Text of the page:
Tiger Brands’ recall of canned vegetables, beans and spaghetti in South Africa has spread to Australia and New Zealand as well as parts of the United Kingdom.
A total of 20 million cans were recalled in late July in South Africa because of a packaging fault, which posed a risk of microbial contamination such as that which causes botulism poisoning. Affected items were produced from May 1, 2019, to May 5, 2021.
The cans came from a packaging supplier. They may have a defective side seam weld that could cause them to leak, to swell or become bulged and cause illness or injury. Tiger Brands identified the canning failure with 18 tins at one of its sites as part of internal quality assurance processes.
Out of 287,040 cans inspected after a transport and handling test, a side seam leak developed in two of them. Financial impact of the recall has been estimated at between R500 million and R650 million ($34.8 million to $45.2 million).
Because of the potential for cans to leak, they may be contaminated with Clostridium botulinum and cause botulism poisoning. Botulism toxins are produced by Clostridium botulinum bacteria. Botulism is a reportable disease in South Africa, so confirmed cases must be reported to the Department of Health.
Australia and NZ impact
Food Standards Australia New Zealand (FSANZ) informed consumers that Sapro Australia was recalling a variety of Koo brand vegetable products sold at independent retailers nationwide.
They are baked beans in tomato sauce; butter beans in flavored brine; butter beans in tomato sauce; corn creamstyle sweetcorn; whole kernel sweetcorn in brine; mixed vegetables in hot curry sauce; mixed vegetables in curry sauce; mixed vegetables in brine and baked beans in chili sauce.
In New Zealand, several importers recalled specific batches of Koo, Hugo’s and Helderberg brand canned vegetables, beans and spaghetti products.
The Ministry for Primary Industries (MPI) said affected products should not be consumed regardless of appearance. If a can is leaking or has become swelled or bulged, handle carefully as it may explode. There have been no reports of illness.
Jumbo Importers Ltd also recalled various KOO canned products in England, Wales and Scotland, according to a notice posted by the Food Standards Agency (FSA).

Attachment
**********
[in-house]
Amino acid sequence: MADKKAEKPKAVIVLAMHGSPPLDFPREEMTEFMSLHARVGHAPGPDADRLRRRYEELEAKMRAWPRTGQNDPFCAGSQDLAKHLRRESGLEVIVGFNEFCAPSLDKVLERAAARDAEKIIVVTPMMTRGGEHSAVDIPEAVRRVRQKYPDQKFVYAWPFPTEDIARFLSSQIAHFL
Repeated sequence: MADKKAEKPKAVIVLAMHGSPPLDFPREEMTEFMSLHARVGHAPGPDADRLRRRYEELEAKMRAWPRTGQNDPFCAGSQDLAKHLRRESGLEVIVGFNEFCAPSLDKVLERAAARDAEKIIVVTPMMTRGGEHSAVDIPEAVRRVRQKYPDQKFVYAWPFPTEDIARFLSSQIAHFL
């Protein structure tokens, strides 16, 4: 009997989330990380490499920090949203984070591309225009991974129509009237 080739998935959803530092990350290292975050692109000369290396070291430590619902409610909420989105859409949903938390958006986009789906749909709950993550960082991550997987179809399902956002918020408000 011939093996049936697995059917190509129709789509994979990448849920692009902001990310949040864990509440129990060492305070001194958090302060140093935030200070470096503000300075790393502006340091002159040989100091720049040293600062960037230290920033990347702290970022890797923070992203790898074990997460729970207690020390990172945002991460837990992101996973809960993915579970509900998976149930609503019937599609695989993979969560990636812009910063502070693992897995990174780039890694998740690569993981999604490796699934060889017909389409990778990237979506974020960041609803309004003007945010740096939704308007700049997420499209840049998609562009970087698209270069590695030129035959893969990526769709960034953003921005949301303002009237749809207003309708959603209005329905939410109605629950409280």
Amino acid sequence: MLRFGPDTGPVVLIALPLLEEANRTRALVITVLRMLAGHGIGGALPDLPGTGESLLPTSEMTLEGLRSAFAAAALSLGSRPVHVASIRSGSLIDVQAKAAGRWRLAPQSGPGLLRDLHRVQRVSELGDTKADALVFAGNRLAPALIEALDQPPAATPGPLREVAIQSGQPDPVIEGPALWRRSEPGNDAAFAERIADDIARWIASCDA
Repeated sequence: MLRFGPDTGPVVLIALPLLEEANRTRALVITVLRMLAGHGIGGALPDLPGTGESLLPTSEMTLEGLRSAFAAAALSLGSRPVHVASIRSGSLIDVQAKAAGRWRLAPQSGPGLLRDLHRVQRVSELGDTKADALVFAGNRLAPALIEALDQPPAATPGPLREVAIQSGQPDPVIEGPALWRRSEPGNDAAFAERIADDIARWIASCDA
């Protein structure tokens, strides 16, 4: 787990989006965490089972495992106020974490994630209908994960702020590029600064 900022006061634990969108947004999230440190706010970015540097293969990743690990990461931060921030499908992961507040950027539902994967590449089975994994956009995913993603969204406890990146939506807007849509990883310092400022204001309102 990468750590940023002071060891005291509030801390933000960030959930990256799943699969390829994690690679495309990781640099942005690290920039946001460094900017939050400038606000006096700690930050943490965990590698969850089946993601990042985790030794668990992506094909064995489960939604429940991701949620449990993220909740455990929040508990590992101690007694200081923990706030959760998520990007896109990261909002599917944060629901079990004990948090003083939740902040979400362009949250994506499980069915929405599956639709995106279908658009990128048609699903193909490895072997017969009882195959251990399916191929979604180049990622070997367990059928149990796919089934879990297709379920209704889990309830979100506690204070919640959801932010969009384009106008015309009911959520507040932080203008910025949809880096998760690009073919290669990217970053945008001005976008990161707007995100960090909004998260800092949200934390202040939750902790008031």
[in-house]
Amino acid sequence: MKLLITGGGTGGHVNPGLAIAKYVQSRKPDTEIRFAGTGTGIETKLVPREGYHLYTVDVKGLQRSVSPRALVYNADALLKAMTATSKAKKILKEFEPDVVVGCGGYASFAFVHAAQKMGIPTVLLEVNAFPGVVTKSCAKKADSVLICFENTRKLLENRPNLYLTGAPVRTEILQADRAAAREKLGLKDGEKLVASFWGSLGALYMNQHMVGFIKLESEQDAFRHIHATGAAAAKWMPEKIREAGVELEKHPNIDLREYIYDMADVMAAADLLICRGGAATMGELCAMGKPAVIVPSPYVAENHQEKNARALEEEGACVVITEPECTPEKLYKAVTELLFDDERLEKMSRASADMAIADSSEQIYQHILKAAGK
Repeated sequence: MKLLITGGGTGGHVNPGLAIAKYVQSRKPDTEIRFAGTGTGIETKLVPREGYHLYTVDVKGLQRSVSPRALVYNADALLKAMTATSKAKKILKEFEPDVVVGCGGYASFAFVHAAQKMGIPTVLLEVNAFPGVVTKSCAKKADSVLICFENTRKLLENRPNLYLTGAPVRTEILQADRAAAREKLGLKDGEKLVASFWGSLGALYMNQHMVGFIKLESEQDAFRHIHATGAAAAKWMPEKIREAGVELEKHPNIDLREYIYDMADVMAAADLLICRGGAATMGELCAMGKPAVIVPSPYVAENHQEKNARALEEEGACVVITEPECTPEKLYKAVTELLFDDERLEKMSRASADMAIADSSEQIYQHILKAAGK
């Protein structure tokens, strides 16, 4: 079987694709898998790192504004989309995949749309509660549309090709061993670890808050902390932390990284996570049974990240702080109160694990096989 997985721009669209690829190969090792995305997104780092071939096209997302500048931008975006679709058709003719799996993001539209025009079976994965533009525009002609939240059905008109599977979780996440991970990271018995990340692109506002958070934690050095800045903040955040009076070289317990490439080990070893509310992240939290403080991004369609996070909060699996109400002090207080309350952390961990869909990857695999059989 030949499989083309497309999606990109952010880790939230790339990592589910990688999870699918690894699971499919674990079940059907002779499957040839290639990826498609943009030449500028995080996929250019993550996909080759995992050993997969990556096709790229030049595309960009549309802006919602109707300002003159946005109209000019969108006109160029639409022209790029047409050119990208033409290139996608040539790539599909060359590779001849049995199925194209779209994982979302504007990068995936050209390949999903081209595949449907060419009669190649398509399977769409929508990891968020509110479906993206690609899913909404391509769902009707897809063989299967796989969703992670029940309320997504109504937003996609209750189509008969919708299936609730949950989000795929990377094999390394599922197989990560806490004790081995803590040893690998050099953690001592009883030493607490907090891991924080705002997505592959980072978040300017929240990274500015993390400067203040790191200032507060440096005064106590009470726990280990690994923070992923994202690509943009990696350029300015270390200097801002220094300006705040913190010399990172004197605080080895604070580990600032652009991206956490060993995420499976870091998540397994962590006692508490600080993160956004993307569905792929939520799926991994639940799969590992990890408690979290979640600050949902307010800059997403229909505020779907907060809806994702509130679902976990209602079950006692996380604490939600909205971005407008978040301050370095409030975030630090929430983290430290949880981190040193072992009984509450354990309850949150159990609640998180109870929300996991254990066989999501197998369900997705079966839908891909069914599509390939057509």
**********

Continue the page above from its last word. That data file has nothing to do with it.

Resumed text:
Other African countries sent cans
The National Consumer Commission (NCC) in South Africa called on consumers to return defective canned foods to the retail store for a refund.
NCC commissioner Thezi Mabuza said: “We urge consumers who have these products in their possession to verify the barcodes as well as manufacturing dates. While the commission is pleased with Tiger Brands’ investigation into this problem and the precautionary recall, consumer safety comes first, therefore, the commission will only rest when all these products are removed from the market and consumers get their refunds.”
The COMESA Competition Commission said the recalled products were imported and marketed in the Common Market for Eastern and Southern Africa (COMESA). The 21 member countries include Egypt, Kenya, Malawi, Rwanda, Sudan, Tunisia, Uganda, and Zimbabwe.
The Competition and Fair Trading Commission in Malawi inspected shops in Lilongwe to assess availability of the recalled product on the market. Inspectors found the cans are sold in some shops and supermarkets. The commission advised consumers who purchased the affected products to return them to the supplier and told traders who have stocks of the cans to stop selling them.
The Competition and Consumer Authority (CCA) in Botswana reported the local distributor of the products, called CA Sales, estimated the quantity of products in the market to be in the region of 60,000 units. They were available in most local chain stores and general dealers.
Tiger Brands is the company behind a massive outbreak of Listeria infections in 2017-18. It sickened more than 1,000 and killed more than 200. The implicated product was polony, a processed meat similar to bologna.
Following the declaration of the Listeria outbreak in December 2017, a multi-sectoral outbreak response was initiated. Findings were shared by the Minister of Health, Dr. Aaron Motsoaledi at a public media briefing on 4 March 2018 (statement available at www.nicd.ac.za)
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